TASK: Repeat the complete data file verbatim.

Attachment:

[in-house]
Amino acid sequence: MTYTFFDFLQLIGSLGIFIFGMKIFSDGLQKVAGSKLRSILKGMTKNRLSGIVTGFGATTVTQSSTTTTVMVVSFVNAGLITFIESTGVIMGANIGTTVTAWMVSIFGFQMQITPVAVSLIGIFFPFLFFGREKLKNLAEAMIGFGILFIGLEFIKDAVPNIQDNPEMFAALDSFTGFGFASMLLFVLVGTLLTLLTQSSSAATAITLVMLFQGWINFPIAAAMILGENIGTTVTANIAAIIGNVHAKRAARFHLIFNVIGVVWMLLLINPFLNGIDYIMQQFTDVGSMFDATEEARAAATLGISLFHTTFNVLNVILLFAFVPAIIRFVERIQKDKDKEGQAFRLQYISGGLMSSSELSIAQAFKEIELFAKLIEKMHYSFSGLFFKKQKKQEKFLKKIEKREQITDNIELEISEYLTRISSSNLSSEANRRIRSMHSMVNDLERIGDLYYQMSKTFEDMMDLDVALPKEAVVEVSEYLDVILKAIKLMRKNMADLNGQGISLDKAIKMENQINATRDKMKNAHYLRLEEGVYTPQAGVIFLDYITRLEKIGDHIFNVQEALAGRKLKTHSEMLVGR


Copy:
[in-house]
Amino acid sequence: MTYTFFDFLQLIGSLGIFIFGMKIFSDGLQKVAGSKLRSILKGMTKNRLSGIVTGFGATTVTQSSTTTTVMVVSFVNAGLITFIESTGVIMGANIGTTVTAWMVSIFGFQMQITPVAVSLIGIFFPFLFFGREKLKNLAEAMIGFGILFIGLEFIKDAVPNIQDNPEMFAALDSFTGFGFASMLLFVLVGTLLTLLTQSSSAATAITLVMLFQGWINFPIAAAMILGENIGTTVTANIAAIIGNVHAKRAARFHLIFNVIGVVWMLLLINPFLNGIDYIMQQFTDVGSMFDATEEARAAATLGISLFHTTFNVLNVILLFAFVPAIIRFVERIQKDKDKEGQAFRLQYISGGLMSSSELSIAQAFKEIELFAKLIEKMHYSFSGLFFKKQKKQEKFLKKIEKREQITDNIELEISEYLTRISSSNLSSEANRRIRSMHSMVNDLERIGDLYYQMSKTFEDMMDLDVALPKEAVVEVSEYLDVILKAIKLMRKNMADLNGQGISLDKAIKMENQINATRDKMKNAHYLRLEEGVYTPQAGVIFLDYITRLEKIGDHIFNVQEALAGRKLKTHSEMLVGR